YG and ZG options OTM

Discussion in 'Options' started by Soon2Bgreat, Mar 1, 2008.

  1. YG, the Gold mini futures contract has a value of 1/3 the full size. (3.33 a tick vs. 10 a tick)

    Am I correct in the assumption that YG has an equivalent delta of .33 to ZG?

    If I went long a YG contract and long a ZG put that was OTM enough so that it's delta was .33...i would start to accumulate favorable delta's in any direction of the market, correct? Granted there's more potential on the downside as you are limited to .33 delta with an increase in price.

    The way you lose on this is if the movement isn't enough to overcome the cost of the put or the decrease in IV for the put. Am i correct in this assumption?

    This seems like a lower cost long straddle for a couple reasons. You don't have to buy the long call and aren't falling victim to as much time decay. You have to put up less initial cash as the OTM put is cheaper than 2 ATM options (C,P) You also lose the potential for as much profit.

    Am i generally looking at this position correctly or is there something I'm missing?

    This seems like a pretty good, cost effective play depending on your views, no?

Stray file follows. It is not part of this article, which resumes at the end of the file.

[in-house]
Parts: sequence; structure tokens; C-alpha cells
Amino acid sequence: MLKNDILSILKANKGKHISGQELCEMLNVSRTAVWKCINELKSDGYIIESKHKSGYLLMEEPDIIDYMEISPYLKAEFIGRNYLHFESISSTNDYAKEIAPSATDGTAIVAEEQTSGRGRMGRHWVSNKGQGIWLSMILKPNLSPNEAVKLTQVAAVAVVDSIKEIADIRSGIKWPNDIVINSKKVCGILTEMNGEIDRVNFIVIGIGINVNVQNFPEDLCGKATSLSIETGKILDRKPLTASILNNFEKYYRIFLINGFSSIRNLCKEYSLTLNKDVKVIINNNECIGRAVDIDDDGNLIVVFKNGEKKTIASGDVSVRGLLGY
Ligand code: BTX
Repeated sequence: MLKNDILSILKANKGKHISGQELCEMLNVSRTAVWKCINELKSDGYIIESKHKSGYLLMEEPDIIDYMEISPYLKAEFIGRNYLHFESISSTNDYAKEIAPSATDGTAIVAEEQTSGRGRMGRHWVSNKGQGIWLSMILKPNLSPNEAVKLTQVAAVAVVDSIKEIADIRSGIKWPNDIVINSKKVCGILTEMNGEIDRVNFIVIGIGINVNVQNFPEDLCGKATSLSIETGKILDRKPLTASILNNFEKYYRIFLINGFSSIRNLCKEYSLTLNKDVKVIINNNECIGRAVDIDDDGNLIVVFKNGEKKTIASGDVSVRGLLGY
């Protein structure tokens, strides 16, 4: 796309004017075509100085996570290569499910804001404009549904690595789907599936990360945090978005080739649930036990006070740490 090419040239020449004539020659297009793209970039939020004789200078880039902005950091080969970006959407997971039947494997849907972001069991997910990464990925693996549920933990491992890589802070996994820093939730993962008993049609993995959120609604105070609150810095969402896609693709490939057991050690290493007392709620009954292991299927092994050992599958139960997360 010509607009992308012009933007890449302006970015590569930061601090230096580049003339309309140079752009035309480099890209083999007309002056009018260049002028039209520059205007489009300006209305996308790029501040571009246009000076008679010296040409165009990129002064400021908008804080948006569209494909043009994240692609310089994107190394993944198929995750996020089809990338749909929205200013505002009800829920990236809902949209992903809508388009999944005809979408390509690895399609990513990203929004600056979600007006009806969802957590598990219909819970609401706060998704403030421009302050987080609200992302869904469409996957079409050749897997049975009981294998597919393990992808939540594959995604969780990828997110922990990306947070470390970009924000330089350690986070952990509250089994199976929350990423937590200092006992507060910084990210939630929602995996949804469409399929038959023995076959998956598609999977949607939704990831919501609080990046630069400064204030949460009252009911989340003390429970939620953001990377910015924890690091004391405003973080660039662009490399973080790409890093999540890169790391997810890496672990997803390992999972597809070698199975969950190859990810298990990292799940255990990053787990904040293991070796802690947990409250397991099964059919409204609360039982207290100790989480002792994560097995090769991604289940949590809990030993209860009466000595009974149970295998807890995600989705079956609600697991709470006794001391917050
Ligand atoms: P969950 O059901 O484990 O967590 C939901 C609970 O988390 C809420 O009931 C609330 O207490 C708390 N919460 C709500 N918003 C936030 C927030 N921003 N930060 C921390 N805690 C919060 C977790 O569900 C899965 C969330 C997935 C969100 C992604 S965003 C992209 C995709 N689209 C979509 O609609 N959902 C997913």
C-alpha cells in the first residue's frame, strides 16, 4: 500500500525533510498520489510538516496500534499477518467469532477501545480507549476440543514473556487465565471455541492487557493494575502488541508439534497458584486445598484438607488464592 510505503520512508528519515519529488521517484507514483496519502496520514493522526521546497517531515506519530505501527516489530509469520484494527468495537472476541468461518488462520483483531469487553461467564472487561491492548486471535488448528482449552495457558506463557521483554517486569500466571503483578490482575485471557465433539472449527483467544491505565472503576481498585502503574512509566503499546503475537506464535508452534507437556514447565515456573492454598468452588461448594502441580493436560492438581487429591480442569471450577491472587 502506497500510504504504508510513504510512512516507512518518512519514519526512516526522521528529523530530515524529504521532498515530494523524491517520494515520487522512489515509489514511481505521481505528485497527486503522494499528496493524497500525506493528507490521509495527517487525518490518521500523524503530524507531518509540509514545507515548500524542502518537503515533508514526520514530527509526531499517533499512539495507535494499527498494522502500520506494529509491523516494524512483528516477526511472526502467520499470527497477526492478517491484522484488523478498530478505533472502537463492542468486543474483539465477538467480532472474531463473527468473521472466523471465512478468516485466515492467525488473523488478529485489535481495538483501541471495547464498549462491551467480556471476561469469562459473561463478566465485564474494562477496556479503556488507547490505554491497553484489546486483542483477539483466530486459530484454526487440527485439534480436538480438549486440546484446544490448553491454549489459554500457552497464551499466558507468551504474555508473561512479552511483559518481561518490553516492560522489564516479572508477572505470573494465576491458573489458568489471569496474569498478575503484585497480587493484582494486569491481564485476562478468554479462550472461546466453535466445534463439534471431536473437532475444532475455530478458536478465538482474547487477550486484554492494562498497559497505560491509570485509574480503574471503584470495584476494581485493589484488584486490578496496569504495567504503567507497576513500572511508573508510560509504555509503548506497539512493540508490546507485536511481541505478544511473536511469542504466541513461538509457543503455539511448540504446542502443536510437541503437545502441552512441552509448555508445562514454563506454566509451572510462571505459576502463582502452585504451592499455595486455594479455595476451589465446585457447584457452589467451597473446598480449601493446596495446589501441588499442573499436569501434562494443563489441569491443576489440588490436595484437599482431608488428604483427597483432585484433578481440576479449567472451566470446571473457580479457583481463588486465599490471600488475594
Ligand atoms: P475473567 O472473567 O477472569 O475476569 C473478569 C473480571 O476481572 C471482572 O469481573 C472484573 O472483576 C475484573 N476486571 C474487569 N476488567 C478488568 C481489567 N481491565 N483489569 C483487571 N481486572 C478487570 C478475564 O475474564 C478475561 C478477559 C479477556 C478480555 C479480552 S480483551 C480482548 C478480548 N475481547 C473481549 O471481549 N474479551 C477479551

Any input at all is appreciated...Thanks.
  2. donnap


    You may look at it as equivalent to long 3 YG puts, long 1 YG future or long 1 ZG put , long 1/3 ZG future.

    Either way it is a synthetic straddle. Yes, youi lose leverage (gamma) by using the synthetic over a straddle. You "pay" for the time decay savings with a greater loss area.

    Generally, you are looking at the trade correctly. Personally, I prefer the synthetic straddle, since time decay i(theta) is reduced from the straddle. When using this strategy with stocks or multiple contracts - it is usually easier to trade the underlying when scalping gamma.

    As far as being cost effective - you get what you pay for.
  3. Some remarks:

    1. Your put is OTM. So the position cannot be a straddle. Did you mean a strangle?
    2. It would be like a strangle at the time you build it up. But the call in a strangle gains delta's. The deltas in the mini gold position will not gain deltas.
    3. In exchange for the loss of gamma in the call replacement (gamma is the cause for delta changes), you are rewarded by not paying time decay.

    It can be a good strategy. You can add more to the long underlying position if prices go up to replace the call behavior in terms of deltas.

    Personnally, I would do what you suggest rather than a strangle. I would infact also consider the opposite, if vol is lower on the call side. This means buy a call and short the mini gold with an equivalent number of deltas.
  4. donnap


    I'd say that it's more akin to a straddle because the max loss at expiry is a single point (the strike of the put); whereas the strangle's max loss is over a range. It is really equivalent to a 1 ITM call, 2 OTM put combo at the the strike so how about "synthetic combo." :)

    The various long gamma strategies mentioned are all used with a similar goal in mind. They all have their pros and cons - so I think that it is a matter of individual taste and, perhaps, market factors such as option liquidity or IV level.